The HOPWA program was established by the Department of Housing and Urban Development (HUD) to address the specific needs of low income persons living with HIV/AIDS and their families. HOPWA is a "needs-based" program, therefore clients must provide verifiable documents of their inability to make their monthly housing payments.
The City of Orlando is the grantee for the Orlando Eligible Metropolitan Statistical Area (EMSA) which includes Lake, Orange, Osceola and Seminole counties. The City contracts with various agencies throughout the EMSA to provide HOPWA services to eligible persons living with HIV/AIDS and their families.
If you or a member of your family is having difficulty maintaining housing due to HIV/AIDS, HOPWA may be able to help.
Due to the fact that we will be receiving many inquiries for our services, it is important that the proper linkage is established between the clients and the services. Referral & Linkage will allow us to refer and provide clients with the right services that are tailored to their needs.
- Five small grouip sessions with men and women with HIV/AIDS
- Seperate sessions for men and women in English and Creole
- Make healthier decisions
- Discuss disclosure of status to family, friends and sex partners.
Due to the diverse nature of our communities and the population we serve, the research and evaluation department will play an important role in initially providing management the necessary data on health issues in order to make intelligent decisions on program implementation. Instead of initiating an evaluation process at the end of the programs, we will evaluate communities and populations before the any program starts. We will also conduct intensive research of each population we serve and develop logical rationale as to what programs and services would be best suited to these populations. The R&E department will also write and publish peer review articles, in addition to grant writing. Documenting and understanding demographic nuances and changes will help us in our intervention.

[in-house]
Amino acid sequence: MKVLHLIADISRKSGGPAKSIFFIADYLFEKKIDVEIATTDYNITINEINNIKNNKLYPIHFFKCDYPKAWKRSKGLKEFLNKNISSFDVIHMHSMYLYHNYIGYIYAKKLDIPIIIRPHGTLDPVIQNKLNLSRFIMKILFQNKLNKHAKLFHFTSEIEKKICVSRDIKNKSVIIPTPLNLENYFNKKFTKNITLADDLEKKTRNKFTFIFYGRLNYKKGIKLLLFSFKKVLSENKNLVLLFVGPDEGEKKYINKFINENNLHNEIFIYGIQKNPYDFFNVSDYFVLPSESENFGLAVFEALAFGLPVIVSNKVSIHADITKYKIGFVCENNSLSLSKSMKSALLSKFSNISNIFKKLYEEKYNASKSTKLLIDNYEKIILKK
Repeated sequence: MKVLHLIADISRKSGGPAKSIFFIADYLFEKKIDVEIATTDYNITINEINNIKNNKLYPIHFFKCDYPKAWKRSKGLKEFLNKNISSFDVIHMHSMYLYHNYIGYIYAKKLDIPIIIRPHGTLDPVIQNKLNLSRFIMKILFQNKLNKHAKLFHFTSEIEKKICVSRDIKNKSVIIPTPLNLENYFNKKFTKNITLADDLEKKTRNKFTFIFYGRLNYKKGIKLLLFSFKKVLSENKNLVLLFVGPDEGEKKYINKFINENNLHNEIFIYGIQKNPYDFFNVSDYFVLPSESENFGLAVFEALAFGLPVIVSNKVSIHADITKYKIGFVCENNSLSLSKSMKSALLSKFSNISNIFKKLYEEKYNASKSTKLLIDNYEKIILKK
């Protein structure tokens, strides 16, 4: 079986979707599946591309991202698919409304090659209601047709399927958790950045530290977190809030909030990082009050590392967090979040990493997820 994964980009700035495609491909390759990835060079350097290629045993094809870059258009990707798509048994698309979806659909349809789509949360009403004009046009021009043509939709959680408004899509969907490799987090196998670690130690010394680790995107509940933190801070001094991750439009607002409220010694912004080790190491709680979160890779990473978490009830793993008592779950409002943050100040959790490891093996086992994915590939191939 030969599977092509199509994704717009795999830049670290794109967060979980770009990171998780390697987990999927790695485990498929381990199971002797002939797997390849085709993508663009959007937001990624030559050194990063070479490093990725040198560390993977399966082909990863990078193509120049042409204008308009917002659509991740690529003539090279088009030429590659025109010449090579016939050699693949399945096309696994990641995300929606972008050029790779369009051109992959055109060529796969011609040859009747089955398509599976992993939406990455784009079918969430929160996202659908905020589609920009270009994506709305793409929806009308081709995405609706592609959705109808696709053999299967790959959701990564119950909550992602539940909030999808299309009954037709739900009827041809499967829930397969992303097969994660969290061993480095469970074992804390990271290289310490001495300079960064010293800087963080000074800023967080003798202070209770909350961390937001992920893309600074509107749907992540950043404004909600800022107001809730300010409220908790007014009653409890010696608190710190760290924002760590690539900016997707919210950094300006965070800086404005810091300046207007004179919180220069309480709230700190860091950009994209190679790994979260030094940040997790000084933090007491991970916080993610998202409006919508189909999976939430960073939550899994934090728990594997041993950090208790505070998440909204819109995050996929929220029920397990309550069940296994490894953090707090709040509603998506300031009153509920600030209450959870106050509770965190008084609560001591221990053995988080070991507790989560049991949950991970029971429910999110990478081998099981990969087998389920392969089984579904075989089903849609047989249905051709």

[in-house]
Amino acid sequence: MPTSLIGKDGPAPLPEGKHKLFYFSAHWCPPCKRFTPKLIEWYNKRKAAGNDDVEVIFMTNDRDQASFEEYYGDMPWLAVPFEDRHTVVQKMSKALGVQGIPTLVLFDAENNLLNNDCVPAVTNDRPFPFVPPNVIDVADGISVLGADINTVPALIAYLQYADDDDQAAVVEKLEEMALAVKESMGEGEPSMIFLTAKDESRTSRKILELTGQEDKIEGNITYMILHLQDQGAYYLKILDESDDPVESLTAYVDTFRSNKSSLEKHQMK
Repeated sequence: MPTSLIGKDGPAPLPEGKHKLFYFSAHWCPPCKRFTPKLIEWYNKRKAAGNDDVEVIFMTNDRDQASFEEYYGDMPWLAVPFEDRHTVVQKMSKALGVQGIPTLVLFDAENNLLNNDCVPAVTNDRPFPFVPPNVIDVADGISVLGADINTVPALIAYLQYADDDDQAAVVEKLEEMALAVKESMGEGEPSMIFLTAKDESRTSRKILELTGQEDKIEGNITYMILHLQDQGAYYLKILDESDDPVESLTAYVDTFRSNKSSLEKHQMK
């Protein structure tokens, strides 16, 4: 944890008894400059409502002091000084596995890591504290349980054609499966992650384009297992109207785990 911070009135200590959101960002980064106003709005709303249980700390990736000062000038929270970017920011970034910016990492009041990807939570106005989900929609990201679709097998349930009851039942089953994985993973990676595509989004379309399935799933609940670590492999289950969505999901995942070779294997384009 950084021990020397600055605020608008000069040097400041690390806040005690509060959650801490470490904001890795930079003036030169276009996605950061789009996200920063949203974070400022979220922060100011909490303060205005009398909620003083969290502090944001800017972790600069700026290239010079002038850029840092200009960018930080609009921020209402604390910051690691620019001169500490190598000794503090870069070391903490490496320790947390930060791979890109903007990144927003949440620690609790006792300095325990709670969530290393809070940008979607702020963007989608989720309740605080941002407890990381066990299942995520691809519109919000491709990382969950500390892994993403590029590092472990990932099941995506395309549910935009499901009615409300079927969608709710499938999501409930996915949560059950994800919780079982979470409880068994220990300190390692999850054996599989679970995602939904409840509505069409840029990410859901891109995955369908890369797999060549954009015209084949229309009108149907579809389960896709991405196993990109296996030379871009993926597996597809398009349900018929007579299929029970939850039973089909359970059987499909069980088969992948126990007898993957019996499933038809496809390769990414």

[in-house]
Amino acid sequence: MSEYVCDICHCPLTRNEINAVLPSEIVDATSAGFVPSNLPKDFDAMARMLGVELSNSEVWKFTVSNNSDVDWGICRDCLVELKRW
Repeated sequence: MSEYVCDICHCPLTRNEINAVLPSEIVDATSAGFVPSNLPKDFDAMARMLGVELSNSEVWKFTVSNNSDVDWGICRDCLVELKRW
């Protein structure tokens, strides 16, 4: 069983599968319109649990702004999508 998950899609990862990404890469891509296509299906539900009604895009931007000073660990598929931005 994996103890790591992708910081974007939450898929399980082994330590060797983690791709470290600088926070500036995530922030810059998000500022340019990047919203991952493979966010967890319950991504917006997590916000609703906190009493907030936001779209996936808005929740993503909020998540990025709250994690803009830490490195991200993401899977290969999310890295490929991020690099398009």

The R&E department will focus on the following:
This project promotes healthy behavior through public awareness campaigns via radio, community outreach, health fairs, a walking club, screenings and educational sessions. Closing the Gap in 2009 funded the Walking Club.
As studies indicate, African-Americans, especially women, face the highest risk of death from heart disease and stroke, but they have the lowest risk factor awareness of any racial or ethnic group. The Heart and Soul Project was launched in 2003 with the goal to increase awareness and reduce the impact of cardiovascular disease risk factors African Americans, Haitians and other Blacks from the Caribbean Island Islands age 20 and above.
Through a variety of targeted outreach strategies and culturally sensitive educational activities, we aim to increase the proportion of adults who are aware of the early warning symptoms and signs of a heart attack and the importance of calling 911; are at a healthy weight; and engage regularly (preferably daily) in moderate physical activity for at least 30 minutes a day.
Health Education and Risk Reduction will provide our clients with services that allow them to make the necessary adjustments in their lifestyle in order to improve their health. While clients will be provided with the proper services to improve their health situation, they will also be exposed to services (education and mentorship) that will reduce their risk of increased morbidity.